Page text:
how long should a resume be

Instead of formatting your resume like the above example, put more content into bullet-format, or split up large paragraphs into two or three smaller paragraphs with some white space in between. (Most people are better off using bullets though, and possibly one short paragraph before each set of bullets to describe the overall role).

For more full resume work history examples, read this article. 

Sections to Include on Your Resume to Get More Interviews

Now that you know how long a resume should be, I’m going to share some tips about what to put on your resume if you want to get interviews!

Writing great content on your resume is far more important than worrying about how many pages your resume should be.

And no matter how long your resume ends up being, there are some key pieces to always include if you want to get more interviews. So here they are…

First, you’ll want a great resume summary paragraph. You can find examples here.

Next, make sure you have a GREAT work experience section overall. This is the first place I look on most resumes as a recruiter (I skip right down to it!)

Skills aren’t as important, because employers prefer to see WHERE you used each skill and did each task in your career. So focus mostly on your employment history and bullets to demonstrate your value to employers… However once you’ve done that, a Skills section is still useful to include. It helps you add relevant keywords to your resume and show the company your top skills at-a-glance.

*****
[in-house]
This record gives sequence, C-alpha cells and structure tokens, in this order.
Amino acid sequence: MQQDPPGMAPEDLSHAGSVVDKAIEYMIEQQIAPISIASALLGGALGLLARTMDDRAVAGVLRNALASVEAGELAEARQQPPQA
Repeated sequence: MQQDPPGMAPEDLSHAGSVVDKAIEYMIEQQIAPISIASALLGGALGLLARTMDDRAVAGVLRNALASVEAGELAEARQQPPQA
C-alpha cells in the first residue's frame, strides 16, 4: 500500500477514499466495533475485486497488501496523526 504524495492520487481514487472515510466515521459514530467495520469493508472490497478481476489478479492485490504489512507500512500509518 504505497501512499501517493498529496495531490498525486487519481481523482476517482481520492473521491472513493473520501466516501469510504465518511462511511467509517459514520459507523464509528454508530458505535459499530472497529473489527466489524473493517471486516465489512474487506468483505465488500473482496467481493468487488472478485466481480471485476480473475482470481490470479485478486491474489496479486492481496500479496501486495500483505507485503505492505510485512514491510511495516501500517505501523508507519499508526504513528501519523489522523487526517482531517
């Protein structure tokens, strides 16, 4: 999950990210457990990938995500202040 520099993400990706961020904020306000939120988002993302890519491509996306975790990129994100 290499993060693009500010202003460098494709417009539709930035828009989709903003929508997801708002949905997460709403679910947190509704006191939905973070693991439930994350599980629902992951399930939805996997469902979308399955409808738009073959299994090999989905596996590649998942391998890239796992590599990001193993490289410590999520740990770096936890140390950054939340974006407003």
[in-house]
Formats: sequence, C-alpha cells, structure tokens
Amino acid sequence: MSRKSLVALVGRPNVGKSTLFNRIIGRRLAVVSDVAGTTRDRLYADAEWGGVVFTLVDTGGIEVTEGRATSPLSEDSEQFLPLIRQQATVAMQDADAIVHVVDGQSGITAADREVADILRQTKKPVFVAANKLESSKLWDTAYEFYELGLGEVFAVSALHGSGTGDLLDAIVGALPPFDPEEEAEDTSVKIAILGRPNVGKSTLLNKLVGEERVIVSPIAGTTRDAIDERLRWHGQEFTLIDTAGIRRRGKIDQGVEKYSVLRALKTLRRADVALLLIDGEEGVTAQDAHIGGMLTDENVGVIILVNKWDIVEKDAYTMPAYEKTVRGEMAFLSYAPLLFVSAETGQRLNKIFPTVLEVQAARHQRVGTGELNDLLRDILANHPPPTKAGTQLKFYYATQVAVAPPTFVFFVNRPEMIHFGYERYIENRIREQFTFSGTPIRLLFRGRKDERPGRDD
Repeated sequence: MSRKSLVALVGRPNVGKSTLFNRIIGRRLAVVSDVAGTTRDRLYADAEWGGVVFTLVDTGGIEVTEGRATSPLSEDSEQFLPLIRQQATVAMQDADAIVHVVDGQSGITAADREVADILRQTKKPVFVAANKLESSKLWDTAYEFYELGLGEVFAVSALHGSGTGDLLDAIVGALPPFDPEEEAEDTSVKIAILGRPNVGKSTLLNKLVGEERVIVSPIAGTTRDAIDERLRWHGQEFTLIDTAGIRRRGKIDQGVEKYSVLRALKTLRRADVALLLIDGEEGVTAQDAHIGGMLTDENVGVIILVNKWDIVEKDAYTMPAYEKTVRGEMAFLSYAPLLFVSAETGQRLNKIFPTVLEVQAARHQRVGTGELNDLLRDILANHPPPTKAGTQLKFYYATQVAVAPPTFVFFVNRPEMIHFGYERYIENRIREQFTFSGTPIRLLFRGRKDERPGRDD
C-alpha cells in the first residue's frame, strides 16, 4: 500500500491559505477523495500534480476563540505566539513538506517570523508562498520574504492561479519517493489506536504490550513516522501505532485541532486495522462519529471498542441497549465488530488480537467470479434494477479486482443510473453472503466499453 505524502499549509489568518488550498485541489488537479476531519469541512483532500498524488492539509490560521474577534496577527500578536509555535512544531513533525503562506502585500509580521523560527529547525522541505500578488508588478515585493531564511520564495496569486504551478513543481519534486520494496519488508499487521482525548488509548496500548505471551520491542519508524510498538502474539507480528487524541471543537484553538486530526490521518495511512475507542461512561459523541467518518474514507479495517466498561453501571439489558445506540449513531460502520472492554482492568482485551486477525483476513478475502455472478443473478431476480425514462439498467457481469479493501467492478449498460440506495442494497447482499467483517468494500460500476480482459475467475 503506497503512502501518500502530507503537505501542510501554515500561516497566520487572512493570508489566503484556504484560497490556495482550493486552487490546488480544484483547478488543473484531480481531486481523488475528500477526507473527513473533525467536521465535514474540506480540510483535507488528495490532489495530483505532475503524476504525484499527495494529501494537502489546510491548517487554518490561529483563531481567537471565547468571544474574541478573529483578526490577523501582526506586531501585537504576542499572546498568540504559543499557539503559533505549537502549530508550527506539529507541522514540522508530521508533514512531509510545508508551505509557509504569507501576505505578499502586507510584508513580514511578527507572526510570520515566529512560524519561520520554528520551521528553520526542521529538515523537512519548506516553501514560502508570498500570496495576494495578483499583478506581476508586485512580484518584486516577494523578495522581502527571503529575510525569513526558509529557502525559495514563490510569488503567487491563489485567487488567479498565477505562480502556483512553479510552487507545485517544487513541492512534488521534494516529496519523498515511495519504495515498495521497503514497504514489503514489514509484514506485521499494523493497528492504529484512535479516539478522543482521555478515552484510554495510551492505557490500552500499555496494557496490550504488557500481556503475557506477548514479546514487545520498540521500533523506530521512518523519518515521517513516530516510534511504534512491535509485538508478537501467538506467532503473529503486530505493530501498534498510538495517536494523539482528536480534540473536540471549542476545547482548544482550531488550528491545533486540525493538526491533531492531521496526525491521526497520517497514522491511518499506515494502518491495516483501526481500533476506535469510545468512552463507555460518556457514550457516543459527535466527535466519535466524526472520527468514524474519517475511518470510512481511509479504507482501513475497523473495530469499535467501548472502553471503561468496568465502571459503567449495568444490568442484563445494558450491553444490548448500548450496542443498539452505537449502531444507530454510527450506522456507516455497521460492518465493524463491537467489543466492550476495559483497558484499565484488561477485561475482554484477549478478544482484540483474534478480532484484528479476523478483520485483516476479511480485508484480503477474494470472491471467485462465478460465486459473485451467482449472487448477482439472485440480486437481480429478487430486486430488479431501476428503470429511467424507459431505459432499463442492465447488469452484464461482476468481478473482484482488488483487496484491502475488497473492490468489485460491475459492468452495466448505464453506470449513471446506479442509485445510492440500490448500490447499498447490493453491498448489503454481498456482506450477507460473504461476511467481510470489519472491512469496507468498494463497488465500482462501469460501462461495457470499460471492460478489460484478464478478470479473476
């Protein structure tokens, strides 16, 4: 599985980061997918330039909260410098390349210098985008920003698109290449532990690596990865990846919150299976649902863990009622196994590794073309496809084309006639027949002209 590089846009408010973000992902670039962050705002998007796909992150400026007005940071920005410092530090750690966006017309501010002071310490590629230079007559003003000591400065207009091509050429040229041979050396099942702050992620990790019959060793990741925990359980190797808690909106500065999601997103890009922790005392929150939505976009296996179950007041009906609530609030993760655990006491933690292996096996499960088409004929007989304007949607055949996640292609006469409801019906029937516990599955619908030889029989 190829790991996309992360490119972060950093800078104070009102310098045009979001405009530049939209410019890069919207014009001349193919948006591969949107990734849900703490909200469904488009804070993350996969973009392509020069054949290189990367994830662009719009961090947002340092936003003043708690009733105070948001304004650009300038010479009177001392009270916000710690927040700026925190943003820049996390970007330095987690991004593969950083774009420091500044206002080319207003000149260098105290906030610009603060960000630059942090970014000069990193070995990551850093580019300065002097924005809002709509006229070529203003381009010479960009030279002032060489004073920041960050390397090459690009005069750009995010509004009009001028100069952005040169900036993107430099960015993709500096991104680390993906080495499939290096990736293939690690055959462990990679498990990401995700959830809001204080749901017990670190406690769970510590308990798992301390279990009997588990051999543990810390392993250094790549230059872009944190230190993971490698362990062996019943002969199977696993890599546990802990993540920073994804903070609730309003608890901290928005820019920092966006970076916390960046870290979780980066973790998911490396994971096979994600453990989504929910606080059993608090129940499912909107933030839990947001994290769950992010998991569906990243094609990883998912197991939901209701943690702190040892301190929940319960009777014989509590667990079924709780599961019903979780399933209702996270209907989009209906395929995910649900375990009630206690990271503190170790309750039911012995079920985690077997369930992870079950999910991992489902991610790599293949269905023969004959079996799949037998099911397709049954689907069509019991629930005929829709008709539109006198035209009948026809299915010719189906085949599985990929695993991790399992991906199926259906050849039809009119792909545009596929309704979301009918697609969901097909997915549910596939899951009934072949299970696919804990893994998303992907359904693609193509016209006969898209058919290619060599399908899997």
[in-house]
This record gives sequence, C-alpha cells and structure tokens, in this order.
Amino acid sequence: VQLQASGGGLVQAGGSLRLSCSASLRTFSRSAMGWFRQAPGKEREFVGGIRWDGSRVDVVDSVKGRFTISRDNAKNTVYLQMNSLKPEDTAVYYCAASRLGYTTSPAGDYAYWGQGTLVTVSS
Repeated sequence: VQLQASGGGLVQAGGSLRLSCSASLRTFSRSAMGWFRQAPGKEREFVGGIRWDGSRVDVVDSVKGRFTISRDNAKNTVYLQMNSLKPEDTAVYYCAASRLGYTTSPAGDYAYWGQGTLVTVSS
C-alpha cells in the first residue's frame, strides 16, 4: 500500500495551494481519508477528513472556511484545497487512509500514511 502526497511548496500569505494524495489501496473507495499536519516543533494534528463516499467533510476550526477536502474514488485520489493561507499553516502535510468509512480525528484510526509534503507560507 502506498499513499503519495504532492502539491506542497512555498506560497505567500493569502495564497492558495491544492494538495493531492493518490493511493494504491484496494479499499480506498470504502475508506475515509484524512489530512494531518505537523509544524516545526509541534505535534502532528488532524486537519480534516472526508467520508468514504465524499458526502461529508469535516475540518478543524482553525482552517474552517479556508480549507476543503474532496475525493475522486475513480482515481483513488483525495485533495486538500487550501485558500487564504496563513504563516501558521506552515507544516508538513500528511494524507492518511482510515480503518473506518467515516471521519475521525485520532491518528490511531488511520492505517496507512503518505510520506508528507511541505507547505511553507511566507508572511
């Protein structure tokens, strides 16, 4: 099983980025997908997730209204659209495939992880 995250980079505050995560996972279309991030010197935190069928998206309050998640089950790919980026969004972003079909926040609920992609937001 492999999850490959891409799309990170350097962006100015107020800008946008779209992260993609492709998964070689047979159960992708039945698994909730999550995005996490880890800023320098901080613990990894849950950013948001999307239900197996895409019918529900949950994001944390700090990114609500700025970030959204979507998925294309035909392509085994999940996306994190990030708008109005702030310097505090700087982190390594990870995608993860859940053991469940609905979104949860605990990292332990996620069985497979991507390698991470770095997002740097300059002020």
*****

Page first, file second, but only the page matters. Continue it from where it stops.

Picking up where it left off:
And you’ll also want to include an Education section where you highlight any degrees and certifications you have. Those are the main pieces I’d recommend including. 

For more help putting all of this together, read this full article on must-have resume sections and how to title them. 

We also have a detailed article going into more detail on what to put on a resume and how to structure/order everything.

So that’s another resource that will help you make sure you’re getting the most out of the space on your resume, whether it’s one page, two pages, or more.

Conclusion: How Long Should a Resume Be?

If you study and follow the advice above, you’ll have an effective resume with the right amount of pages for your situation!

Just remember – your resume is about showing off your most relevant qualifications and skills to land you the interview. Never get wrapped up in counting pages and lose sight of that main objective.

If you get distracted and start worrying too much about how long your resume should be; it will just become a distraction that stops you from writing the best resume possible.

The bottom line: Your resume should be as many pages as necessary to show your relevant qualifications and prove that you will be a great fit for the job you chose to apply for. Once you’ve done that, it shouldn’t be any longer. 


Biron Clark